Schools are supposed to provide independent careers advice by law – but will this be sufficient to stop schools acting in their own interests rather than in their pupils’?

Janet Downs's picture
Schools now have a statutory duty to provide independent careers advice and must “act impartially”. They must recognise when it is the “best interests of some pupils to pursue their education in a further education (FE) college or a university technical college (UTC),” says guidance from the Department for Education (DfE).

But there’s a conflict of interest here. The Commons Education Select Committee heard there was a “tension” between schools wanting “a healthy vibrant sixth form” which contributes to a school’s success and “doing the right thing for the children.” The Committee recognised the need to get “bums on seats” led to a conflict of interest between the school and pupils. 57% of 500 teachers polled felt “obliged” to persuade pupils to enter the school’s own sixth form. 26% blamed “overt pressure from school leavers” for this.

The DfE’s statutory guidance requires schools to offer careers advice to pupils as young as 12-13 so they can make informed choices at age 14. But realistically, how many schools are going to give impartial advice about rival establishments like UTCs that offer education from age 14? Funding follows the pupil so it is unlikely schools will provide such information unless, of course, they see UTCs and Studio Schools as a way of getting rid of difficult pupils.

The Select Committee heard that schools with sixth forms tended to inhibit access to information from rival 16+ establishments. A survey of colleges in March 2012 found that only 18% had “significant access” to pupils in schools and 74% said schools wouldn’t even distribute college prospectuses. The Association of School and College Leaders said “an increasingly competitive environment has increased tensions between institutions.” If this is already happening at 16+ then it is likely to happen at 14+.

At the same time the Government has removed the statutory duty on schools to provide careers education and work-related learning. This decision was much criticised by Select Committee witnesses. The DfE states that “careers guidance can be more effective” if pupils “have access” to a programme of work-related education but does no more than suggest “appropriate activities”.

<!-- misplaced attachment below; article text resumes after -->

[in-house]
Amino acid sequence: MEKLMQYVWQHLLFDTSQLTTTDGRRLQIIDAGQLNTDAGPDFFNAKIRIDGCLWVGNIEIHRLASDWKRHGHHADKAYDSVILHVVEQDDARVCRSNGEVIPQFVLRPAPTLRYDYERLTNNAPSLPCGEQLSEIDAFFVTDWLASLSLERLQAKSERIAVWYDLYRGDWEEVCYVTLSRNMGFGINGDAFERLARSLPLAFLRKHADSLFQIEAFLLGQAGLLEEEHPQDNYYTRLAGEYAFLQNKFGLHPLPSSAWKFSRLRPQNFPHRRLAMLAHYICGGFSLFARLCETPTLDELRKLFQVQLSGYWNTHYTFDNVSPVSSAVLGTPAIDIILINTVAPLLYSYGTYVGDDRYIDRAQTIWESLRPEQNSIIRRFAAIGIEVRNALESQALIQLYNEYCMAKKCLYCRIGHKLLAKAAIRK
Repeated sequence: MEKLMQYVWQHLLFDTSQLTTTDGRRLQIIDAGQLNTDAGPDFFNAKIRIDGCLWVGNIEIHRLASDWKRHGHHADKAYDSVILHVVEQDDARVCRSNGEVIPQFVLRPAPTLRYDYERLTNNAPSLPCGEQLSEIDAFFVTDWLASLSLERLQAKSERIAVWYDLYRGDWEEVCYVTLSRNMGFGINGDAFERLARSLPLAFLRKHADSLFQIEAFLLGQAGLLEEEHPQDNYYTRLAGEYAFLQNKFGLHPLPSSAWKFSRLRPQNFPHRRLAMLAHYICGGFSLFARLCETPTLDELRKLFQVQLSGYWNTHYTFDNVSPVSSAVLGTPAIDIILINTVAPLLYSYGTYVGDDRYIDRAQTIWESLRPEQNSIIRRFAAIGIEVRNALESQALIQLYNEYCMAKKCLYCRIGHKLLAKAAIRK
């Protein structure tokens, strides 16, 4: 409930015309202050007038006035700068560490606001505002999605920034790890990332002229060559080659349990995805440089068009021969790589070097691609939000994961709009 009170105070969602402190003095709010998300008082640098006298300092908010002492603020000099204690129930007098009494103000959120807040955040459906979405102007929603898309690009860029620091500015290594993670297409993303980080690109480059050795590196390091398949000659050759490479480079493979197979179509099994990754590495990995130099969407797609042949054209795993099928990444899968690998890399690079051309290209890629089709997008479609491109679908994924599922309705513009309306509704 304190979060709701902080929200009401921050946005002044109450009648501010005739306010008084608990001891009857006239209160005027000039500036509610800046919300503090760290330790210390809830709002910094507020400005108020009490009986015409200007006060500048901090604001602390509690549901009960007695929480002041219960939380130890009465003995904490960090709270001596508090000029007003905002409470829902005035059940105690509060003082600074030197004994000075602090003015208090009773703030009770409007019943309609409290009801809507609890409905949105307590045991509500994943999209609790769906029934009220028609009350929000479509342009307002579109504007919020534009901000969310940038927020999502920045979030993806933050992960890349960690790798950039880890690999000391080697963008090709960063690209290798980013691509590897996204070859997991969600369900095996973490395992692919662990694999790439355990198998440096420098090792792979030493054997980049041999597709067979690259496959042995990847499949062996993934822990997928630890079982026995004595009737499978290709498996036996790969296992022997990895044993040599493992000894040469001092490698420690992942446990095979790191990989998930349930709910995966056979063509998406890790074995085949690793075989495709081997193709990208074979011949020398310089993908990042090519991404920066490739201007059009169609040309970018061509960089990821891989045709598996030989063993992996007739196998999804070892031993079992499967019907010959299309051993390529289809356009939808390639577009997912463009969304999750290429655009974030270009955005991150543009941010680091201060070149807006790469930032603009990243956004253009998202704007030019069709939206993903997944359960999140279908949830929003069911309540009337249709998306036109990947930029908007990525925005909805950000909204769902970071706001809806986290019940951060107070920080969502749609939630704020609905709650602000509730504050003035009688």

So, no obligation to provide work-related education and it’s up to schools how best to meet their statutory obligations. Ofsted won’t be making a “clear judgement on careers guidance provision” in the schools it inspects. And the Select Committee concluded the “Ofsted framework is not a credible accountability check on the provision of careers guidance by individual schools.”

And now we have the possibility of schools being judged by the number of pupils they send to Russell Group Universities. This could lead to another conflict of interest – the need for schools to look good in league tables and market themselves to parents versus the responsibility to provide impartial careers advice which enables school leavers to make decisions which are in their best interest.

The best careers education and advice should give pupils the tools they need to make a wise decision about their future lives. This should not be put at risk by schools acting in their own interest.



DfE Statutory Guidance is here.

DfE advice for securing independent careers guidance is here.

The National Careers Service can be accessed here. The Select Committee recommended that its remit be expanded to include “capacity-building” (eg working with schools to design an annual careers plan of provision). Plotr, the Government’s new website for young people is here. But Matthew Hancock MP, Parliamentary Under-Secretary of State, Department for Education and Department for Business, Innovation and Skills, made it clear to the Committee that "pointing to a website is not enough". Schools should heed this comment.

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